Traditionally, companies and government organisations have attacked the challenges presented by IT individually. This has made sense, given that organisations that are successful at doing so then have a competitive advantage over others.

But with the public sector being encouraged to embrace a collaborative spirit and necessity pushing the private sector into collaborative projects, there seems to be an acknowledgement that most companies simply lack the resources to “go it alone” in many cases. Ultimately, a more collaborative approach to IT between departments and organisations might be the solution to many of the challenges facing Australian organisations, across both public and private sectors.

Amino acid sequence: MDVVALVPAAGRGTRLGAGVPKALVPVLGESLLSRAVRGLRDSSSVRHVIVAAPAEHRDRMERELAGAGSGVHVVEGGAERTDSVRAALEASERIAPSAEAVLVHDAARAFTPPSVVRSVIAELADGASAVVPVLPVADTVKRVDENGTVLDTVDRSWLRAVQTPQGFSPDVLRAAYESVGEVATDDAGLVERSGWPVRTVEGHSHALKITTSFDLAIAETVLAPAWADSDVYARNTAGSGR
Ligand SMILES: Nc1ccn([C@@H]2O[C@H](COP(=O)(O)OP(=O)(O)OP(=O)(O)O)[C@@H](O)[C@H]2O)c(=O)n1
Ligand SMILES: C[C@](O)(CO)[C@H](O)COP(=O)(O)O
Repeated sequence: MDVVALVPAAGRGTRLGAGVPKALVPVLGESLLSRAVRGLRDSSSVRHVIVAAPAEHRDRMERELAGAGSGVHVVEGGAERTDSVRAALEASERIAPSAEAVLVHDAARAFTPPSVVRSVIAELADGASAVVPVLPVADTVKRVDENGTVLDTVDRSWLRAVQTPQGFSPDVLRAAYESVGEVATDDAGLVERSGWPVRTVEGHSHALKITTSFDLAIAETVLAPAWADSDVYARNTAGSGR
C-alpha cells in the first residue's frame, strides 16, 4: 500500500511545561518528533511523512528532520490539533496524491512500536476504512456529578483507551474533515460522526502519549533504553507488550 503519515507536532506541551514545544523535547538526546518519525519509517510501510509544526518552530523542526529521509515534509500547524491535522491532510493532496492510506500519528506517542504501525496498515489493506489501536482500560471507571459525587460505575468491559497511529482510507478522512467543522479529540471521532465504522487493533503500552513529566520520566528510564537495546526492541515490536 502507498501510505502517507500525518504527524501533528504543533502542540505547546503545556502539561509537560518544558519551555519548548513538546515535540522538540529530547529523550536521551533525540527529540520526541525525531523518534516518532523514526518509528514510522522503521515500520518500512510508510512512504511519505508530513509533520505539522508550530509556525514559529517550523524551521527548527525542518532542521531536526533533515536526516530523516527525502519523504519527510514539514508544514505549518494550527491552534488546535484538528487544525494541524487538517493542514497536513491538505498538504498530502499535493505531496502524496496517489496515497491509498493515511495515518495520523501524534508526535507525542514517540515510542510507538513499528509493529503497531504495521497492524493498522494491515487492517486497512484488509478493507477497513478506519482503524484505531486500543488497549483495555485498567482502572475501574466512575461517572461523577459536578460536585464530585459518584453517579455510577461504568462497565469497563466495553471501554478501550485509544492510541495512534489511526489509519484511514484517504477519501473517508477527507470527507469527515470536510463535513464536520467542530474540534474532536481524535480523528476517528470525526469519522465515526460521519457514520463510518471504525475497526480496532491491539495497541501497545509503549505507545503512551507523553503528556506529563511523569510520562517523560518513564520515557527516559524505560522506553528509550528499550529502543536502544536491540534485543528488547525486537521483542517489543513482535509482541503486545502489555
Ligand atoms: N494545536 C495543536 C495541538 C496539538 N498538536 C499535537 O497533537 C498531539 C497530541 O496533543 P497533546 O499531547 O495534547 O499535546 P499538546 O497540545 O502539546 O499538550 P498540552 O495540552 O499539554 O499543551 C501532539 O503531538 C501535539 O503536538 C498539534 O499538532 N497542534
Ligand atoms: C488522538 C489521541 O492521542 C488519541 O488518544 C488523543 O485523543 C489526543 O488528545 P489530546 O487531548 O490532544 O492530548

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The skills crisis is deepening

There are many areas in IT where skills are in severe shortage in Australia. Recent reports show that nearly 70% of Australian IT jobs are now in shortage (Figure A). This applies across all areas of IT, including support, data science, security and software engineering.

Figure A

Australia’s skills shortages, broken down by sector.
Australia’s skills shortages, broken down by sector. Image: Jobs and Skills Australia, Skills Priority List, 2023

This almost unprecedented skills crisis hasn’t been seen in more than 60 years, according to the report, and many organisations are now failing to meet business objectives because they lack the talent necessary to achieve those objectives.

SEE: Logicalis employs talent as a service to combat the Australian skills shortage.